Oceanographic concepts and language (part 2)

How to make lectures in a foreign language less scary for the students.

The class that I have until recently taught in Bergen, GEOF130, is taken by students in oceanography and meteorology in the second year of their Bachelor at the university. It is the first course they take at the Geophysical Institute – their first year is spent entirely at other institutes. The Bachelor is taught in Norwegian – with the exception of GEOF130. This course is taught in English, because it also serves the Nordic Master, which is taught in English, and that brings in many students who don’t speak Norwegian.

While I am glad the course had to be held in Norwegian (I would definitely not have had the time to prepare 4 hours of lectures per week for a whole semester in Norwegian!), many of the students were not happy. They typically understand everything you say just fine, but there is a huge barrier when it comes to speaking in front of their peers in a foreign language.

The easiest way to cope with the shyness I found is to speak to them in my less-than-perfect Norwegian. Seeing the teacher make funny mistakes in a foreign language makes it a lot easier for them to dare making mistakes in another foreign language.

Yet students often choose to write the exam in Norwegian (and yes – I have to pose the questions in English, Nynorsk and Bokmål!). Which often leads to problems, since all of the lectures and all of the reading materials were in English, so the students don’t actually know any of the technical terms in Norwegian and often end up inventing them or, worse, mixing them up with similar sounding but not otherwise related Norwegian terms.

So the next thing to do is to always try and be aware of which terms they are likely to know and which are technical terms. This is not always easy and depends a lot on what their native language is (see this post). One thing I did early on when I started teaching was to create a small dictionary of oceanographic terms in English, Norwegian and German. Anyone out there who wants to help edit that dictionary? And everybody, please feel free to share if you think this might be useful to someone else!

Student cruises (part 5 of many, or – thank you to a great mentor)

The first student cruise I ever taught while being taught by one of the greatest teachers myself.

As you might have noticed from the last four or so blog posts, I really enjoy teaching student cruises and I think they are a super important part of the oceanography education.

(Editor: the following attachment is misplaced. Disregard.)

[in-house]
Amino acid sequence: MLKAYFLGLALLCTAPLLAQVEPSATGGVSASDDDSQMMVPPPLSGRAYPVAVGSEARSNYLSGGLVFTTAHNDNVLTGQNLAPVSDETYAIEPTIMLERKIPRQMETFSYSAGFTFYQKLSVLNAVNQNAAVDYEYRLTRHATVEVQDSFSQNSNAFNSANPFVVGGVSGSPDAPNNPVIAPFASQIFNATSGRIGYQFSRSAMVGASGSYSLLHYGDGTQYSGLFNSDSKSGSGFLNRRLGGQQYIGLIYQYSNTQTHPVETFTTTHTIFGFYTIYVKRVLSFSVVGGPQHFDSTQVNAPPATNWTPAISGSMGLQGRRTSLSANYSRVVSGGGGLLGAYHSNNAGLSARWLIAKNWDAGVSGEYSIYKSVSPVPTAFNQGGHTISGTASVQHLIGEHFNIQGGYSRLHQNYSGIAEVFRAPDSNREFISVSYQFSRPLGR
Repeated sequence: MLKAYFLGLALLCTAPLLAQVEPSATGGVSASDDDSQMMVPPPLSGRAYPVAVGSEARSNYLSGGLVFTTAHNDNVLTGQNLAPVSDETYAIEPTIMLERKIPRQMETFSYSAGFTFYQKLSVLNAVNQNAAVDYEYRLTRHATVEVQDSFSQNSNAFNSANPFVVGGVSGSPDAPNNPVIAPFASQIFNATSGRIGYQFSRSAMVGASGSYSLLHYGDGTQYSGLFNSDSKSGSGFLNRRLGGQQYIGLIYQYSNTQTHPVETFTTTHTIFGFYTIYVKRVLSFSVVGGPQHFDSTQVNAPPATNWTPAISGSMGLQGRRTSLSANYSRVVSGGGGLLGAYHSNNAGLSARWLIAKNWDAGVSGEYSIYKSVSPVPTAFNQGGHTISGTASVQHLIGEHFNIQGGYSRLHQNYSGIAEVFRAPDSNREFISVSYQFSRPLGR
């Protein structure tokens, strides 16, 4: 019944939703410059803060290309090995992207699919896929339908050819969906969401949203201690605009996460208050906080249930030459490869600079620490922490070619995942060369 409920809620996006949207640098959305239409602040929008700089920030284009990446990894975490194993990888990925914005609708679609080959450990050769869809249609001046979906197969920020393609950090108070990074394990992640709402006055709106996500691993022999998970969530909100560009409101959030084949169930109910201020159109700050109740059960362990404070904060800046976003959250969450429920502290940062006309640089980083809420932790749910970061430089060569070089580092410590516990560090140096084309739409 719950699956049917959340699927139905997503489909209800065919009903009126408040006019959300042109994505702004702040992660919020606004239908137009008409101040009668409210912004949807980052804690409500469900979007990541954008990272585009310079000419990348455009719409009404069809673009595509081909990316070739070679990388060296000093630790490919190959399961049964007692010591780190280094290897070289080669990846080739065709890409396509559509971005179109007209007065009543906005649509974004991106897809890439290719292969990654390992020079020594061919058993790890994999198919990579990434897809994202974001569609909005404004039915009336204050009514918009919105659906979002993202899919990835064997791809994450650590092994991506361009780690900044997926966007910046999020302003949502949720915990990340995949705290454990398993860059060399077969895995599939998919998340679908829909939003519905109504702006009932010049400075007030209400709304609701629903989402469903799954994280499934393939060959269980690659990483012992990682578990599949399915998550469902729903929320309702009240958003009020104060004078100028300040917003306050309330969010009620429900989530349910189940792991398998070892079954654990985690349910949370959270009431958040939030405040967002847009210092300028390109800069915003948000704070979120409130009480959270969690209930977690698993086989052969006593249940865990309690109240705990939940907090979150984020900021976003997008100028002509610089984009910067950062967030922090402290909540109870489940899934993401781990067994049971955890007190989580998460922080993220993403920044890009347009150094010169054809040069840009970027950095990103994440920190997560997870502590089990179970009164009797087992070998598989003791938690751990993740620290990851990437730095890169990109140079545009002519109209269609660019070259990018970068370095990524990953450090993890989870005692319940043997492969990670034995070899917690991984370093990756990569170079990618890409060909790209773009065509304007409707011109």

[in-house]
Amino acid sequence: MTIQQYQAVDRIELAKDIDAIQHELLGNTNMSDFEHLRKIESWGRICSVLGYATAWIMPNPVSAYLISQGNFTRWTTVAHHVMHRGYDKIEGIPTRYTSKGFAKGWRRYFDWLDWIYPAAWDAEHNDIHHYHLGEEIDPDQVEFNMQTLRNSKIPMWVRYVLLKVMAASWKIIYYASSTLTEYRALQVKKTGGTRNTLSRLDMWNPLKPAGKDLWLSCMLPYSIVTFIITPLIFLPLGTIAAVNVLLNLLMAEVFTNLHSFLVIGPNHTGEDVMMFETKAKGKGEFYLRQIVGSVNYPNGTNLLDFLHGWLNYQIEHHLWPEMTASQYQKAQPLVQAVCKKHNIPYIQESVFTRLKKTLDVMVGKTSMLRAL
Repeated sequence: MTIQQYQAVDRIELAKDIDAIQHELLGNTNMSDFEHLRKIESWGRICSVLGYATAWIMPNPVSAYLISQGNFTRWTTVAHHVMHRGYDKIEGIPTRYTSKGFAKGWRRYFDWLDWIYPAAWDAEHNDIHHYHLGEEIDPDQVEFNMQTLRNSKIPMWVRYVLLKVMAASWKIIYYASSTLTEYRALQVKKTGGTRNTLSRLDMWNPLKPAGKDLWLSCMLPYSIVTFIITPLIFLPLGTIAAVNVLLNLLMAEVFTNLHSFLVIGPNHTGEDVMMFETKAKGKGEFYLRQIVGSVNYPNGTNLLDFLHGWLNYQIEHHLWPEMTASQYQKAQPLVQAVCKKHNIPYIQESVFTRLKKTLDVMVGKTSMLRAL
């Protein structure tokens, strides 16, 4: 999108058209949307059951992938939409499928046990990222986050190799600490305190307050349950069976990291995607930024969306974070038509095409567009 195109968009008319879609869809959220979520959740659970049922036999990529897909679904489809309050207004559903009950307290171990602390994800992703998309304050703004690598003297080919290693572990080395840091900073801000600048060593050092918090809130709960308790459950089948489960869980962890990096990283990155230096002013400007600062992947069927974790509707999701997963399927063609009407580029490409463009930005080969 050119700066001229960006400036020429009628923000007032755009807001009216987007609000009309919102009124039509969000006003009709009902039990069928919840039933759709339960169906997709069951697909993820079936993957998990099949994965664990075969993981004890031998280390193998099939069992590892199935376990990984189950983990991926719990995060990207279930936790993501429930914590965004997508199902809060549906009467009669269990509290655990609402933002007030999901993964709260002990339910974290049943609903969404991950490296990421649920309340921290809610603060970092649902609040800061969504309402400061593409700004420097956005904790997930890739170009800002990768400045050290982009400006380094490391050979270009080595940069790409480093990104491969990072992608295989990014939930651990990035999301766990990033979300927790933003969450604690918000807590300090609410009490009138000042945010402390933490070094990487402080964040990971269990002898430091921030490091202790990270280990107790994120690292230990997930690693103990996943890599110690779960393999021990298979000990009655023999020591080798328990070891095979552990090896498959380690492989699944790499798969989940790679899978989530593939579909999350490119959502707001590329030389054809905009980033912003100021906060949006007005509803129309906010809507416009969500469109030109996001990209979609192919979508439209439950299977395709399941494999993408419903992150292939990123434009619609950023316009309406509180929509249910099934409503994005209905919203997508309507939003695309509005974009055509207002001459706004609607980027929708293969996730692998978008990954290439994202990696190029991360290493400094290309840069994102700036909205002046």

So let me tell you about the first student cruise I taught. I was lucky enough to co-teach it with one of the most experienced and knowledgeable oceanographers out there, who was excited about sharing with me all there is to know about cruise planning, cruise leading, teaching at sea and many other topics.

Screen shot 2012-03-09 at 6.21.44 PM
Me and Anne on watch during that student cruise. Picture courtesy of Angus Munro.

From the first day of the first cruise onward, my ideas and contributions were welcomed, and I got to heavily influence the scientific program of the cruise. On the second day of the first cruise, I was told to just walk up to the captain and tell him if I wanted to change the course and go measure somewhere else than planned.

Screen shot 2012-03-09 at 6.24.50 PM
On the bridge, discussing the scientific plan for the next day. Picture courtesy of Angus Munro.

The cruise ended up being great learning experiences for me. For the first time, I got to decide how to allocate ship time to best investigate the question that I thought was most interesting, a topic that I had never had (the chance) to deal with previously.

Screen shot 2012-03-09 at 6.16.03 PM
Getting the small boat ready to recover a mooring. Photo courtesy of Angus Munro.

At the same time, I had the opportunity to learn from – and work with – the best. One of the practical highlights: A mooring release had not been working reliably in the past, but it was the one that we had with us on this cruise. So what to do?

Screen shot 2012-03-09 at 6.15.52 PM
Recovering a mooring. Photo courtesy of Angus Munro.

Easy! Just tie a rope from the mooring to a tree! (Ok, so maybe this isn’t generally helpful, but if you are in Lokksund, this is genius)

And then I got to spend a lot of my time on watch (and a lot of my time off watch) discussing what we were seeing in the new data, what we could learn from that, where we should go next to prove or disprove our new theories.

And I got to watch a great teacher interact with his students (other than me). I saw how he challenged, how he encouraged, how he helped, how he guided, how he inspired.

Screen shot 2012-03-09 at 6.15.37 PM
Bringing the mooring back on deck. Photo courtesy of Angus Munro.

Thank you so much, Tor, for being the role model you are and for having given me all of this, which I have since been striving to give to my own students.

All photos in this post were taken by Angus Munro (thanks!) on the 2012 GEOF332 student cruise.